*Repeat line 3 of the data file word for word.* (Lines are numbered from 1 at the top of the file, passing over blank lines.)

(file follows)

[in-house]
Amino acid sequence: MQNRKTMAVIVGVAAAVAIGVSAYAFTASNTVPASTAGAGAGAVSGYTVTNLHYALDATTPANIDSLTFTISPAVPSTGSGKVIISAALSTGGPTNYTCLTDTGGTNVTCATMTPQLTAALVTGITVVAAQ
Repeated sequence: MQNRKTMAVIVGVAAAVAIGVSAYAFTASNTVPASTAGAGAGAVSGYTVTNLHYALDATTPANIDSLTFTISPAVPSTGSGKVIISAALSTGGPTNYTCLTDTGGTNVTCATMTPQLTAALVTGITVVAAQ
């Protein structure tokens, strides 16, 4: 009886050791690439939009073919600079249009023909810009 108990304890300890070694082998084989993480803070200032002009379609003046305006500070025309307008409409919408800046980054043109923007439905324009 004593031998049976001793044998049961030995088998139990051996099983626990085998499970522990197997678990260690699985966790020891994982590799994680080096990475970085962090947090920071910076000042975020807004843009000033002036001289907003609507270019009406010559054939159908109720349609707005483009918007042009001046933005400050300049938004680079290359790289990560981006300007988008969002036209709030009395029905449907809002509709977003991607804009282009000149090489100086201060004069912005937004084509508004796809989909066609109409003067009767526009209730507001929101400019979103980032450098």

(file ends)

Repeated sequence: MQNRKTMAVIVGVAAAVAIGVSAYAFTASNTVPASTAGAGAGAVSGYTVTNLHYALDATTPANIDSLTFTISPAVPSTGSGKVIISAALSTGGPTNYTCLTDTGGTNVTCATMTPQLTAALVTGITVVAAQ